To go retrospective, or to go prospective

In the first of two articles on the subject, Chris Larkin, associate director, Brewer Consulting looks at Delay Analysis, and the importance of choosing the correct technique for any given situation.

Brewer Consulting, COMMENT, Business

Delay analysis is a widely debated construction law subject due to the number of projects that are not completed on time, the financial implications of late completion and the often quite different conclusions that can result depending upon the method of analysis used.

Given the size of the construction market in the region, it is no surprise that the topic has featured in this column before and it will likely continue to be a source of much discussion.

This is first of two articles in which I will describe commonly used delay analysis techniques, what is needed for each and their advantages and drawbacks.
Delay analysis is the technique used to identify causes of delay and the impact they have on the progress and completion of a project. It is necessary in some form for claims for extensions of time and cost of prolongation. Without it a contractor will fail to demonstrate any entitlement.

It is crucial to any claim that the most appropriate method of delay analysis is adopted. If you choose a method that fails to deal with issues such as culpable delays, concurrent delays and changes in logic then the claim might be easily rebutted. Whereas, using a sophisticated method for a simple issue can be a waste of time and money. A number of factors influence the selection of approach including the requirements of the contract, quality of the contractor's planned programme, quality and extent of records and the complexity of the issue.

Each method of delay analysis falls into one of two categories: either prospective or retrospective. Prospective techniques are those that predict the likely impact on the progress of the works. Retrospective techniques are those that seek to demonstrate the actual impact on the works. The latter can only be used after the works have been completed or after the impact of the delay event has ceased. Prospective analysis can be used both before and after the delay effect has taken place.

The first method I will describe is called "As-planned v As-built". This is a retrospective method that involves a simple comparison of the contractor's planned programme as to how it intended to execute the works with the actual events. This is done by drawing bars and/or lines on the planned programme that show when the activities actually started and finished. The argument put forward when this technique is used is that the difference between the two programmes is the entitlement to an extension of time.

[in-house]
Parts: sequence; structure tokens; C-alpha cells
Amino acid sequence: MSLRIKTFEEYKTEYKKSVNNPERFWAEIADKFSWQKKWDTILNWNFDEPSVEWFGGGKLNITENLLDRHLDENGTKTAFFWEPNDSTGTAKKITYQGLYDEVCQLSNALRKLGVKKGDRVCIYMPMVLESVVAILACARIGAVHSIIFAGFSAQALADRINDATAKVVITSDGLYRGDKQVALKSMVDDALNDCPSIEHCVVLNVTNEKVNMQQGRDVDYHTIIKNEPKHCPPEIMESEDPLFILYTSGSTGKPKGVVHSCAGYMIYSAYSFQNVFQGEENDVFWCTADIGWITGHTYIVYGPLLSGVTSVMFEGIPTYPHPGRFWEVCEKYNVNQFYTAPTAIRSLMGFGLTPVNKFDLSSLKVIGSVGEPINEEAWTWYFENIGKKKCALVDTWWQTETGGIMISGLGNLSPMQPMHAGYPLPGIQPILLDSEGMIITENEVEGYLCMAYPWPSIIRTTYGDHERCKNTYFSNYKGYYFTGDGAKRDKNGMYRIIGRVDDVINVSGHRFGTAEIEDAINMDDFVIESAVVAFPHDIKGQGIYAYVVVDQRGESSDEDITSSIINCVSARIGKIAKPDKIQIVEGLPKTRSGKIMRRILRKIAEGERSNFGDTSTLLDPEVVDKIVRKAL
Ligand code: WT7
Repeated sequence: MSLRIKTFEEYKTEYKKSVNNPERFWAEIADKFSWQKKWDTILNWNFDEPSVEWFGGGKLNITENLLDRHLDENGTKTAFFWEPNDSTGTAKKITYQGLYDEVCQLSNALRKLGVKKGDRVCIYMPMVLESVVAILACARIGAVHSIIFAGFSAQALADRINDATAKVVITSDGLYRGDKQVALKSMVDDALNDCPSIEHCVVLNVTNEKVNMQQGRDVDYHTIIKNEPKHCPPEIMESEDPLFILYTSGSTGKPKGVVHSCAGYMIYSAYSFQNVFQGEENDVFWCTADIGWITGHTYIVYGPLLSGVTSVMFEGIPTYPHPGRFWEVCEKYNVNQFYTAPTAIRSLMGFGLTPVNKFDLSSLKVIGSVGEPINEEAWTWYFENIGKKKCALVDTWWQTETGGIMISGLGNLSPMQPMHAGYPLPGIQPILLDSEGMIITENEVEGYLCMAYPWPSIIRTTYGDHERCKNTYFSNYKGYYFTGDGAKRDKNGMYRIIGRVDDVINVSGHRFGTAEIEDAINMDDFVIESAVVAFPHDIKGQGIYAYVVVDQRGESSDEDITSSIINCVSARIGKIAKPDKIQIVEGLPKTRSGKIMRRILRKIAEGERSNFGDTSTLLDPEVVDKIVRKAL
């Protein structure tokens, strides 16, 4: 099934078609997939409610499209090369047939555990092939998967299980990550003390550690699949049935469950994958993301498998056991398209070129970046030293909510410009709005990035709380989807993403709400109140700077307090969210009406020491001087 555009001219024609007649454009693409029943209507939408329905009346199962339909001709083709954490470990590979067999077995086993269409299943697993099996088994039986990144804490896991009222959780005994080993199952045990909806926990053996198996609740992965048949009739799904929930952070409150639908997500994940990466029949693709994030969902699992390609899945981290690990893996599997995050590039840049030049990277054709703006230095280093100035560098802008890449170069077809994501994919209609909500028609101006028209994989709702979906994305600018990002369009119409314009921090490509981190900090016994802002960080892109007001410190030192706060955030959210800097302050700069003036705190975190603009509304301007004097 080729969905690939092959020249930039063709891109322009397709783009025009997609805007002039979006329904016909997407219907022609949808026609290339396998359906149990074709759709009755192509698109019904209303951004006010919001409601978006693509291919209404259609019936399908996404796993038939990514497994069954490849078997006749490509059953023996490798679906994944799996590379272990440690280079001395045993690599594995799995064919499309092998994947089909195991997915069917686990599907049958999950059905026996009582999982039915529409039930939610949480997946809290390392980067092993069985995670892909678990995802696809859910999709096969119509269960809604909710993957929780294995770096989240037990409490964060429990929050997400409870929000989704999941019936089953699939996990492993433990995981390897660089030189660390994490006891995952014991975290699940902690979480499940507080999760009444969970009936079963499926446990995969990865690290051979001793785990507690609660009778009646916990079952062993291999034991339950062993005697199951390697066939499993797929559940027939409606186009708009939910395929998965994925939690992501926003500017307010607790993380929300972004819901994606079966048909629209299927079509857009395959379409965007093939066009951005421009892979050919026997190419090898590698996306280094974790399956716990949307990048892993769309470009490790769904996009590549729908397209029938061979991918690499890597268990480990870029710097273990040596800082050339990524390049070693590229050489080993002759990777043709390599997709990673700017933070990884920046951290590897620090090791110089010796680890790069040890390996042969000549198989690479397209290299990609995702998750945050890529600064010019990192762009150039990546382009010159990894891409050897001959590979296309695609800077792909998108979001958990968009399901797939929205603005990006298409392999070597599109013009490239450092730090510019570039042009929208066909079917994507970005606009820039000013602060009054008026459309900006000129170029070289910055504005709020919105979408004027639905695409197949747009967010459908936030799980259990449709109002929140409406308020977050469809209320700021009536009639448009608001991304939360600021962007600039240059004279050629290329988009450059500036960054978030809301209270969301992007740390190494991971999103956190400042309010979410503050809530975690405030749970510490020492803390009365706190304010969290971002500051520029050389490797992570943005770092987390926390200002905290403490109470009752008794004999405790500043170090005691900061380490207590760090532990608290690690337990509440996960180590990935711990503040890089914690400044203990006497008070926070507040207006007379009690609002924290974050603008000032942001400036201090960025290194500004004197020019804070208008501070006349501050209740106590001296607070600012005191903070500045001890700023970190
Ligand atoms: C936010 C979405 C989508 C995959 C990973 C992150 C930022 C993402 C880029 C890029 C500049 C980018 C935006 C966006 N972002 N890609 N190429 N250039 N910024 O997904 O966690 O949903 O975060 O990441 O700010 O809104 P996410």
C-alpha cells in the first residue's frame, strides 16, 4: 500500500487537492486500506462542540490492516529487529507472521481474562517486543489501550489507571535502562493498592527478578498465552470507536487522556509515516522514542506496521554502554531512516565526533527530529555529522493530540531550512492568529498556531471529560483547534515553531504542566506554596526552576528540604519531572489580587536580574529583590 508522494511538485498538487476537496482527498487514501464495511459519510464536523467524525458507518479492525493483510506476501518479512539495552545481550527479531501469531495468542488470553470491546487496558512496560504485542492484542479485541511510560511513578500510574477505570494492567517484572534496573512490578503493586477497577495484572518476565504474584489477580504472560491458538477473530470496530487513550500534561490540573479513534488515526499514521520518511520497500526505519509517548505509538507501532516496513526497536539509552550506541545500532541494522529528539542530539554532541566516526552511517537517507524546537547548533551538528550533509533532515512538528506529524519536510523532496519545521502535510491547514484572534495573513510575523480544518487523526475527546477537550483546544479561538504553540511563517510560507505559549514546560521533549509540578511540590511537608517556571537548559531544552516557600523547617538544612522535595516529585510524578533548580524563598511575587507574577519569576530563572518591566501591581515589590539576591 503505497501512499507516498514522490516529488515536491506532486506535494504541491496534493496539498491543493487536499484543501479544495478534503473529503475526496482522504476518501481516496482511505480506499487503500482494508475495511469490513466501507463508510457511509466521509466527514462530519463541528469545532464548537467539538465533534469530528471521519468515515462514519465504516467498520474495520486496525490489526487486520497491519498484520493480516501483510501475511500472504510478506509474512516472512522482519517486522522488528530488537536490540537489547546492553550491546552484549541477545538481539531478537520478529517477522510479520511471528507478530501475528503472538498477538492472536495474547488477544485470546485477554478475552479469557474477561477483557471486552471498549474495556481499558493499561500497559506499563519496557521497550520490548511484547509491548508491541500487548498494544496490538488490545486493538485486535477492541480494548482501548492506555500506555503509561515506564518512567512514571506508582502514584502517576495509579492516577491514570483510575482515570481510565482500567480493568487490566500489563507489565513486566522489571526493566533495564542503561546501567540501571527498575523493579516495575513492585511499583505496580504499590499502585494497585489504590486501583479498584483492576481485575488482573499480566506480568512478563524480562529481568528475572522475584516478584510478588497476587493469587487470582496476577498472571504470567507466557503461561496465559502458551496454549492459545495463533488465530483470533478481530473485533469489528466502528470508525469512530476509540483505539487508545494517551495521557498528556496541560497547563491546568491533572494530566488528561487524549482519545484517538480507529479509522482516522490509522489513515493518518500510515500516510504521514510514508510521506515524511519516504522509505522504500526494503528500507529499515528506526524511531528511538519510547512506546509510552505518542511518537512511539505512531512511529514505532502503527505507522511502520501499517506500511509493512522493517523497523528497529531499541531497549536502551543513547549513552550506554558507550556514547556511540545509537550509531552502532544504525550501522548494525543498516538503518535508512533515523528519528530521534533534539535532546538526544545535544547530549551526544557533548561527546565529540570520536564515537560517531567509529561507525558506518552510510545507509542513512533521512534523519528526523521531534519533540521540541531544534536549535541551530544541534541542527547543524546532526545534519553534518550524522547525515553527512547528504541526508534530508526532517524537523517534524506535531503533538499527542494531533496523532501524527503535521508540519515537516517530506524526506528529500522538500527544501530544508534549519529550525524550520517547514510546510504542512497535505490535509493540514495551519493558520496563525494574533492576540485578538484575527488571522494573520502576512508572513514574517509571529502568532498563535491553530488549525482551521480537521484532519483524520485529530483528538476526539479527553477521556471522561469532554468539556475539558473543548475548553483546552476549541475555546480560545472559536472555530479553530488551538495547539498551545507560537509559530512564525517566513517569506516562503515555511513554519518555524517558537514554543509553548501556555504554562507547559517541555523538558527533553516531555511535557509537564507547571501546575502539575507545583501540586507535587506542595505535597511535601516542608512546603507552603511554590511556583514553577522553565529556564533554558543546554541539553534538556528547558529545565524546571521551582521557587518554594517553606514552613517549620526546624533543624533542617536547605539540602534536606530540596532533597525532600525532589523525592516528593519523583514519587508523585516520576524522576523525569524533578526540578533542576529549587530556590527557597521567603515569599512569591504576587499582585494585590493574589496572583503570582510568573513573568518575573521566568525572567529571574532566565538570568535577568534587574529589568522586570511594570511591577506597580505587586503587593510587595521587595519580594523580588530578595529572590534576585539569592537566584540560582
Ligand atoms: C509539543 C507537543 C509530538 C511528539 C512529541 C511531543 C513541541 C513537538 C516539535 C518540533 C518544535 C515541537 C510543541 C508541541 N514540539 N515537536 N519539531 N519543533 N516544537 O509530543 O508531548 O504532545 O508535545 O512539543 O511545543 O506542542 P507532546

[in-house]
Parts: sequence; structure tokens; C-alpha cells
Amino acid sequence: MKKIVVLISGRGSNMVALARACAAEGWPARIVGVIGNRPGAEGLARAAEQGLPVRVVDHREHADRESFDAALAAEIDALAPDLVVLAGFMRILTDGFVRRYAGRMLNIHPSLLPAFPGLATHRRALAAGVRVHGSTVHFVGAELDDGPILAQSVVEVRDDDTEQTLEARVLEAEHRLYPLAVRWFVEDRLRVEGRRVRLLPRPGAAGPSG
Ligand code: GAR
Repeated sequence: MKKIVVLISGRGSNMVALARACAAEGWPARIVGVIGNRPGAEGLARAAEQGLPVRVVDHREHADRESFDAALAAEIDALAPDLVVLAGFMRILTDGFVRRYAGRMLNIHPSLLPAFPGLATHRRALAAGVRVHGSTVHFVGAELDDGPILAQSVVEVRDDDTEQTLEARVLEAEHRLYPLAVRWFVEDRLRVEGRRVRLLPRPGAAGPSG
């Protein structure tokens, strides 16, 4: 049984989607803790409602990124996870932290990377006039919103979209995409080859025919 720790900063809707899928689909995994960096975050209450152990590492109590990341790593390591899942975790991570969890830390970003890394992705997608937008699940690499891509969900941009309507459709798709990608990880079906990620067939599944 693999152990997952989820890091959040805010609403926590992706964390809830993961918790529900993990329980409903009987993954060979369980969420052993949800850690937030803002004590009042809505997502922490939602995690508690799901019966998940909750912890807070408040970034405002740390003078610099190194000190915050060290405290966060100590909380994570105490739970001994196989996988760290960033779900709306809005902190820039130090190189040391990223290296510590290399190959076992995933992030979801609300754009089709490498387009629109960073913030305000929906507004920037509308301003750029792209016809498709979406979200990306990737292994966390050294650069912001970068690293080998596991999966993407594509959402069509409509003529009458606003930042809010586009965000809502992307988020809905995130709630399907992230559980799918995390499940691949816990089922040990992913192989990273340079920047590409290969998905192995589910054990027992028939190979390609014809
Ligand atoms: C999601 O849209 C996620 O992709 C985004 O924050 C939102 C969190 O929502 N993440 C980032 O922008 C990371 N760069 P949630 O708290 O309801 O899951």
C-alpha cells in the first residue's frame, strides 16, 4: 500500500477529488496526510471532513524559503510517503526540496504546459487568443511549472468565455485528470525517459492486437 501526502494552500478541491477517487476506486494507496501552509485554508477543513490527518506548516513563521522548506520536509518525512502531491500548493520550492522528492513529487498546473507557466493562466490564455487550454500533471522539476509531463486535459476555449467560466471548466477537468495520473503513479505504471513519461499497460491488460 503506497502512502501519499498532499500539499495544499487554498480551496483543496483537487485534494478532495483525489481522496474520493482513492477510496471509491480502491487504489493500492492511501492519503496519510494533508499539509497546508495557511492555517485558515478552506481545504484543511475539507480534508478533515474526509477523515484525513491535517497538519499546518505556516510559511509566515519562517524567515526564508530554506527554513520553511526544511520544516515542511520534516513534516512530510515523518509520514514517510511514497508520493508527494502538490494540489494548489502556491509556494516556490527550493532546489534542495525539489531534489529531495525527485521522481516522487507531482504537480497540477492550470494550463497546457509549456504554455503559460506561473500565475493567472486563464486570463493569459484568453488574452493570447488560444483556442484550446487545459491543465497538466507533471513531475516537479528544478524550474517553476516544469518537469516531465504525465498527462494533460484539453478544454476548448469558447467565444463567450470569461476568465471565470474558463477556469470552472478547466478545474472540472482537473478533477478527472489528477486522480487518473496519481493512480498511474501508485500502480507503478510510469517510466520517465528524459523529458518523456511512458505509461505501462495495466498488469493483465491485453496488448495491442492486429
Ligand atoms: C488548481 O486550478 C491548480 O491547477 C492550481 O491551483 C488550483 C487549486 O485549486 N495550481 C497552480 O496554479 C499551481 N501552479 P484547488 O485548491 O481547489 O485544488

This technique obviously requires the contractor's planned programme and good as-built records of when work was undertaken. Since it is a simple graphical comparison, there is no need to have a properly logic linked programme or to use planning software. Its other advantages are that it is quick and simple to prepare and it is easily understood.

This method does have a number of significant drawbacks. It does not identify who is at fault, it does not demonstrate cause and effect, it takes no account of the contractor's culpable delays and it can only be used retrospectively. As a result, claims for extensions of time based solely on this method might not be successful. Nevertheless, it is often the first step in analysing delays as it can quickly highlight those activities that did not proceed as planned.

Another method is called "Impacted As-planned". This technique is the one most commonly used by contractors in claims for extensions of time. It involves inserting activities and/or constraints to represent periods of excusable delay into the contractor's planned programme. The periods of delay are logic linked to activities in the programme to determine the impact on progress and completion. This is a prospective form of analysis as it predicts the likely impact. The argument used with this technique is that the entitlement to an extension of time is the difference between the As-Planned programme and the Impacted As-Planned programme.

The Impacted As-planned technique relies upon having a good baseline programme that accurately reflects the intended method of construction. It does not require as-built records but where possible it is good practice to cross check the results against as-built milestones. It is contractors' preferred method as it is relatively quick and simple to undertake, easily understood and often gives results more in the contractor's favour.

For very simple claims for extensions of time, this approach might suffice. Where, however, the circumstances are more complex, such as where there are multiple causes of delay with wide ranging impact, this technique may fail. This is because it takes no account of the progress of the works, contractor's own delays, adjustments in levels of resources and changes to programme logic.

The two techniques described above are perhaps the easiest and most commonly used in claims for extensions of time. In my next
article, I will describe two more sophisticated methods that address many of the defects of the "As-Planned v As-Built" and "Impacted As-Planned" approaches.

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